Ten Ethiopianism Pilgrimage Sites in London
— Traditionally, Emperors of Ethiopia were crowned in Aksum or Gondar. But Prince Asfaw Wossen, the eldest son of Emperor Haile Selassie, was crowned Emperor-in-exile in London in April 1989.
— There is an Emperor Haile Selassie bust at Cannizaro Park on Wimbleton Common in London. Emperor Selassie visited Wimbleton during his exile, and the bust was made by the Emperor’s hostess Hilda Seligmam. The bust was donated to the community after her death in 1955, and recently the bust was restored.
— It is said London made Marcus Garvey, and it later broke him. Garvey would inspire millions of people with his fiery speeches that longed for a return to the God of Ethiopia, becoming Jamaica’s first national hero. Garvey arrived in London in 1912. One of his early residences was at 176 Borough High Street. It was in London Garvey died, and because during the war, he was buried in London until later exhumed and returned to Jamaica.
— An hour west outside of London, at St. George’s chapel of Windsor Castle, you can find the grave of the son of Emperor Tewodros II, Prince Alemayehu. Prince Alemayehu was brought back to England following the Napier Expedition. Described as lonely, Prince Alemayehu died at age 18 on November 1879.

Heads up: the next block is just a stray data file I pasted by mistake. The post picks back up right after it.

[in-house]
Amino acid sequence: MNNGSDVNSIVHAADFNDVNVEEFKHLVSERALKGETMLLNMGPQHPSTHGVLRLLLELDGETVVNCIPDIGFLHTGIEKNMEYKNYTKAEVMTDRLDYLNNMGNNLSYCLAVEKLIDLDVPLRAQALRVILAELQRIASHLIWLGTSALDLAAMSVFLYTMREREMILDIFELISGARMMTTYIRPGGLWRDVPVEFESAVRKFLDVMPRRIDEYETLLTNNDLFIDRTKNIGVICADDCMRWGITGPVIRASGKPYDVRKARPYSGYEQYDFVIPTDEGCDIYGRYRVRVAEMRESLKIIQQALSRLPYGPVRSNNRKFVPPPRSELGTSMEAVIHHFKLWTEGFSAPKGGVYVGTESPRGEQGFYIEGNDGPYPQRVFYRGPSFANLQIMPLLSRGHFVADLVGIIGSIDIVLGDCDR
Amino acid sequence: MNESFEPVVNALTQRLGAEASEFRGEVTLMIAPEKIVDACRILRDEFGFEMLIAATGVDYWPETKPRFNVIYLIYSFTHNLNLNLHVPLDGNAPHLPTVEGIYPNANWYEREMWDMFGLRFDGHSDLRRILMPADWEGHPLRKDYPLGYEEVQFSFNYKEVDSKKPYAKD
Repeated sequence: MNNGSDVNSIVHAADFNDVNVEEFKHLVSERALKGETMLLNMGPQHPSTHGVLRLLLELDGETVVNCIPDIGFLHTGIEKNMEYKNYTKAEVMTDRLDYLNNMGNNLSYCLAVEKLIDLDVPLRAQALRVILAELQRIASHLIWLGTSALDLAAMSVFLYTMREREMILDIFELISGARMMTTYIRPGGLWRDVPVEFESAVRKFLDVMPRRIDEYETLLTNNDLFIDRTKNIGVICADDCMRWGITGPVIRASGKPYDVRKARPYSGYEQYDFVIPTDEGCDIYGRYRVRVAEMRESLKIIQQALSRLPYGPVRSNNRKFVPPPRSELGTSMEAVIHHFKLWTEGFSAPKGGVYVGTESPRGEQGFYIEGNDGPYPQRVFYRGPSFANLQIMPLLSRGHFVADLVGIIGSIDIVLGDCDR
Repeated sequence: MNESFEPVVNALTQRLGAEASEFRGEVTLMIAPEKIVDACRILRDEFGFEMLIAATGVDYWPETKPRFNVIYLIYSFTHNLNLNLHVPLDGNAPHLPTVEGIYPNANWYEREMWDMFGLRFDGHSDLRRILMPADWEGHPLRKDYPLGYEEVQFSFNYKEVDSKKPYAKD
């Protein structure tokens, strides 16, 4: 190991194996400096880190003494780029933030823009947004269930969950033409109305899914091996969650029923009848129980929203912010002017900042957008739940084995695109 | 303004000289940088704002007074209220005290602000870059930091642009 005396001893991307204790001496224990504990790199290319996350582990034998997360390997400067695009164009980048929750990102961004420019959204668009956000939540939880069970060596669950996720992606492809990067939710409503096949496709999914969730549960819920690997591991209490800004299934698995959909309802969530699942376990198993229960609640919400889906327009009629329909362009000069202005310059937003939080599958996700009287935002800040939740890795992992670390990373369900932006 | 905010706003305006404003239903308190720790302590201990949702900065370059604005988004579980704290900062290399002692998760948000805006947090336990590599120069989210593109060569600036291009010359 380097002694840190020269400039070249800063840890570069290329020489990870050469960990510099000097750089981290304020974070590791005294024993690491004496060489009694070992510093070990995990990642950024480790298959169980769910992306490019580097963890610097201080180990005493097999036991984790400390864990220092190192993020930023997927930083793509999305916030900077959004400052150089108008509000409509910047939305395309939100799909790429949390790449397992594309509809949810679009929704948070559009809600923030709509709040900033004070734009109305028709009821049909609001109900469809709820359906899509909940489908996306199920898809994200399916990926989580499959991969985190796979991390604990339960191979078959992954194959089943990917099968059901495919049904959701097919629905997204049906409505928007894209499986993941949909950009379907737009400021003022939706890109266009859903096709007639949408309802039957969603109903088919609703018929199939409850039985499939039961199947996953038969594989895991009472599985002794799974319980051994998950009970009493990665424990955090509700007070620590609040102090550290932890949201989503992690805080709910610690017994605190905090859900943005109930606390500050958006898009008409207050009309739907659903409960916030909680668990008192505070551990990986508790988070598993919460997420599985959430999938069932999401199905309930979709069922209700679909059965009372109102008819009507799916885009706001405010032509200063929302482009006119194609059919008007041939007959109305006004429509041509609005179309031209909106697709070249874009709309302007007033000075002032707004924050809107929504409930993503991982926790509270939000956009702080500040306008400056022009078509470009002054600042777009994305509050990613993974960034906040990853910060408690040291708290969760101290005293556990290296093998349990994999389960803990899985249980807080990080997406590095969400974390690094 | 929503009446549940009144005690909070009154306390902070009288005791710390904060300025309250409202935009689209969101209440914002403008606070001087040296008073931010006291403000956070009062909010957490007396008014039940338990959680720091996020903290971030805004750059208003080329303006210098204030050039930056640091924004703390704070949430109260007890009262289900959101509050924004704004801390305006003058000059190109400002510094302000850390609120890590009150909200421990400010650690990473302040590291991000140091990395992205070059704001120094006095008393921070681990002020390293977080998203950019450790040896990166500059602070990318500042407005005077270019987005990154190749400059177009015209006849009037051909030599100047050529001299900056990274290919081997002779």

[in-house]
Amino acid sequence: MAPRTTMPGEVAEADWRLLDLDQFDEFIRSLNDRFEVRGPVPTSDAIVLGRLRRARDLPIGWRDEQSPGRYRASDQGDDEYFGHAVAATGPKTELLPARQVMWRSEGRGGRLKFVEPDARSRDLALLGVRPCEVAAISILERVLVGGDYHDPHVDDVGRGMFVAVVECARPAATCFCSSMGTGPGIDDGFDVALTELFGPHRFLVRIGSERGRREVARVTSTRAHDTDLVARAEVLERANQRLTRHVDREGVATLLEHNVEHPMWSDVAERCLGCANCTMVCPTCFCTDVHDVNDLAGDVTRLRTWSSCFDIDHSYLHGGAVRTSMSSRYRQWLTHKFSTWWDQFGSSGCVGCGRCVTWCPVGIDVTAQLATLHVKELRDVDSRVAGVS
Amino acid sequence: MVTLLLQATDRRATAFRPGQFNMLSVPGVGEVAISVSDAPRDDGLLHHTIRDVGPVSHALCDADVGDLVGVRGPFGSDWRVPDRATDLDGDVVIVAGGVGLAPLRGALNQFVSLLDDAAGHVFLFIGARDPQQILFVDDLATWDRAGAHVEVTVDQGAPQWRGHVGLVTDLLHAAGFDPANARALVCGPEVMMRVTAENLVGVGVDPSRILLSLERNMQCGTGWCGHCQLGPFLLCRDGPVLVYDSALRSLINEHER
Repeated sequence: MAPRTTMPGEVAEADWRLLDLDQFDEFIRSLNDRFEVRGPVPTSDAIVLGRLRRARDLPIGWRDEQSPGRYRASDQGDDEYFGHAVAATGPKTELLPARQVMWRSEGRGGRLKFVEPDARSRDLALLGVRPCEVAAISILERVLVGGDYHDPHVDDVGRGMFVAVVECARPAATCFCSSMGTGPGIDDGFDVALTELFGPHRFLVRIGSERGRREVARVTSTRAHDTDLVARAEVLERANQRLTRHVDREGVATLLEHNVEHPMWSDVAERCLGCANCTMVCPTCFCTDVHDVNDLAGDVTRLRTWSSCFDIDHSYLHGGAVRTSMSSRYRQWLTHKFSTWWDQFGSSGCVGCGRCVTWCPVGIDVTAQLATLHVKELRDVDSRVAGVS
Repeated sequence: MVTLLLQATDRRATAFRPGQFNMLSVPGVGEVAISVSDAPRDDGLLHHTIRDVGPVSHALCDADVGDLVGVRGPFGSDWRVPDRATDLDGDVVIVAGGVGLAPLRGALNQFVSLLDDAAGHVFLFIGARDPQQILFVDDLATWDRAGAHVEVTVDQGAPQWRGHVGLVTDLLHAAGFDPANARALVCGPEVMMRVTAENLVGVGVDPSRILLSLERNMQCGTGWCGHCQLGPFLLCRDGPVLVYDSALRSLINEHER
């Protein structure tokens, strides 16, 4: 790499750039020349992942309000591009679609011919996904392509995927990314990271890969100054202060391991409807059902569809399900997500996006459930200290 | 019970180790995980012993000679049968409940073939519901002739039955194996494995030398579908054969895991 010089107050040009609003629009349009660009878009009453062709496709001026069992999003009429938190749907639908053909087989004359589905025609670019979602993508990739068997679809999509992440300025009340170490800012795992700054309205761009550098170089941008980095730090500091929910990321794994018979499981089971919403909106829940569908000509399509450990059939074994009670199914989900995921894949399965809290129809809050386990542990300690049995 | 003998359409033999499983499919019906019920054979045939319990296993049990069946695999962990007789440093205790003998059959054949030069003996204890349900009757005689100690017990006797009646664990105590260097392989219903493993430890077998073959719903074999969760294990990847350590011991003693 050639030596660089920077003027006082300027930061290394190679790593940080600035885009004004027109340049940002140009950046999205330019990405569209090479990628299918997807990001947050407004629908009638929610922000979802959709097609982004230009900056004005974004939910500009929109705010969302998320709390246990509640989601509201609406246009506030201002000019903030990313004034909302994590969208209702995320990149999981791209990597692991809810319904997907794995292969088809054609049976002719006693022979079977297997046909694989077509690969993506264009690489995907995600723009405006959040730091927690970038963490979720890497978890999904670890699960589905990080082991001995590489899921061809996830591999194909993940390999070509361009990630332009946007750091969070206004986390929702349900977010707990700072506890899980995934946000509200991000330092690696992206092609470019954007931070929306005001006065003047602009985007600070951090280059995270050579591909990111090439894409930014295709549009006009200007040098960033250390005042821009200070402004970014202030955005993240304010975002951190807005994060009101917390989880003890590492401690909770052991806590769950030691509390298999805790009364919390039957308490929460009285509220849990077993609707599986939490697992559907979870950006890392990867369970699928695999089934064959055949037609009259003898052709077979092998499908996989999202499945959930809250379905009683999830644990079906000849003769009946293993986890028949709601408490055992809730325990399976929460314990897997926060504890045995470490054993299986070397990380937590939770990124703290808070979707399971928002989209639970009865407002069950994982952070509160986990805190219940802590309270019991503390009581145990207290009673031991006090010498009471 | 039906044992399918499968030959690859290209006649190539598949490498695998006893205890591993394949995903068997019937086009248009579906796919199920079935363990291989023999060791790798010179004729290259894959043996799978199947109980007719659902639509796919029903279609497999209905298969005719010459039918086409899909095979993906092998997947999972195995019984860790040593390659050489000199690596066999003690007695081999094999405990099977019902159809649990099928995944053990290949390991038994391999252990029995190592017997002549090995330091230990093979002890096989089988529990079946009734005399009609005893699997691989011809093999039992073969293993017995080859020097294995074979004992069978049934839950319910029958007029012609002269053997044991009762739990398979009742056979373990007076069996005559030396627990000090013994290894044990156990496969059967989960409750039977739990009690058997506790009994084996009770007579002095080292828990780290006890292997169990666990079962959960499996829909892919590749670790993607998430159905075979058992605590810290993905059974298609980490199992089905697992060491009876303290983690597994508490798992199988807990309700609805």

— Dr. Johnson’s House, just off Fleet street, is the home of eighteenth-century genius Samuel Johnson, author of the philosophical “History of Rasselas, Prince of Abssyinia”. The book, described as an “apologue about happiness”, was penned inside and published in 1759.
— There is an Abyssinia Road in the London Borough of Wandsworth, but its a tiny residential street.
— There are many Ethiopian historical artifacts and artworks at the British Museum of London, including the painting “the court of judgement of Tewodros II, by an unknown Ethiopian artist believed produced between 1920-1950. Many of these artifacts were either plundered or removed unceremoniously,and Ethiopia has requested their return. Visit britishmuseum. org and search Ethiopia.
— Inside the National Army Museum in London you can find the 1868 Senafe painting, by Lieutenant Cornelius Francis James, of the Bombay Staff Corps. This landscape was painted during the British Expedition to Magdala.
— Resting at the Victoria and Albert Museum in London is the 18 carot gold royal crown of Tewodros II. This was one of many priceless artifacts British forces looted during the 1868 Napier Expedition.
— There are at least 25 Ethiopian restaurants around London baring the traditional names: Lalibela, Axum, Marathon, and the Blue Nile. But one I would insist on that sounds most amusingly British is the Peacock Ethiopian Restaurant at 107 Uxbridge.